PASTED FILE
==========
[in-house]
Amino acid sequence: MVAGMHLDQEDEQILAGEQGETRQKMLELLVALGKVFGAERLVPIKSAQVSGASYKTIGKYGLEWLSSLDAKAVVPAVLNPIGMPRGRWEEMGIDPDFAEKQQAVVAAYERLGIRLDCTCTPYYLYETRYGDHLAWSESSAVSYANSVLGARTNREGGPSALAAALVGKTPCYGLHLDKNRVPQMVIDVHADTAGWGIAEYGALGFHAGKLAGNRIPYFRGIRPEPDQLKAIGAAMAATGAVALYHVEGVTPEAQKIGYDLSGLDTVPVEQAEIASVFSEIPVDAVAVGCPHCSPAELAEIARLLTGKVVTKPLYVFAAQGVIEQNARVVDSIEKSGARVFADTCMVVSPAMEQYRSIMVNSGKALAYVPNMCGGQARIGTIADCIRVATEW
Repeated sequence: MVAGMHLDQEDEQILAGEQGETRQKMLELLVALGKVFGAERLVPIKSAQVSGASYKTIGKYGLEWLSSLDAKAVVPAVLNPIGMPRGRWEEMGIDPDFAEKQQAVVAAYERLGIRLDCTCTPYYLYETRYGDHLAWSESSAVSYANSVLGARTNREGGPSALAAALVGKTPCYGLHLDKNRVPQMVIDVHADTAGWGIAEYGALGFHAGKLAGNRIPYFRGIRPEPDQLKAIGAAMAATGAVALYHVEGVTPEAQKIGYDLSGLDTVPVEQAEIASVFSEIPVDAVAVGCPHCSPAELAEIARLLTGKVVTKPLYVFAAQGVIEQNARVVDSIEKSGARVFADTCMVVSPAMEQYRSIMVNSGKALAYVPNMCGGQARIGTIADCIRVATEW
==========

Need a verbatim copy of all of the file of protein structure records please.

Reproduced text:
[in-house]
Amino acid sequence: MVAGMHLDQEDEQILAGEQGETRQKMLELLVALGKVFGAERLVPIKSAQVSGASYKTIGKYGLEWLSSLDAKAVVPAVLNPIGMPRGRWEEMGIDPDFAEKQQAVVAAYERLGIRLDCTCTPYYLYETRYGDHLAWSESSAVSYANSVLGARTNREGGPSALAAALVGKTPCYGLHLDKNRVPQMVIDVHADTAGWGIAEYGALGFHAGKLAGNRIPYFRGIRPEPDQLKAIGAAMAATGAVALYHVEGVTPEAQKIGYDLSGLDTVPVEQAEIASVFSEIPVDAVAVGCPHCSPAELAEIARLLTGKVVTKPLYVFAAQGVIEQNARVVDSIEKSGARVFADTCMVVSPAMEQYRSIMVNSGKALAYVPNMCGGQARIGTIADCIRVATEW
Repeated sequence: MVAGMHLDQEDEQILAGEQGETRQKMLELLVALGKVFGAERLVPIKSAQVSGASYKTIGKYGLEWLSSLDAKAVVPAVLNPIGMPRGRWEEMGIDPDFAEKQQAVVAAYERLGIRLDCTCTPYYLYETRYGDHLAWSESSAVSYANSVLGARTNREGGPSALAAALVGKTPCYGLHLDKNRVPQMVIDVHADTAGWGIAEYGALGFHAGKLAGNRIPYFRGIRPEPDQLKAIGAAMAATGAVALYHVEGVTPEAQKIGYDLSGLDTVPVEQAEIASVFSEIPVDAVAVGCPHCSPAELAEIARLLTGKVVTKPLYVFAAQGVIEQNARVVDSIEKSGARVFADTCMVVSPAMEQYRSIMVNSGKALAYVPNMCGGQARIGTIADCIRVATEW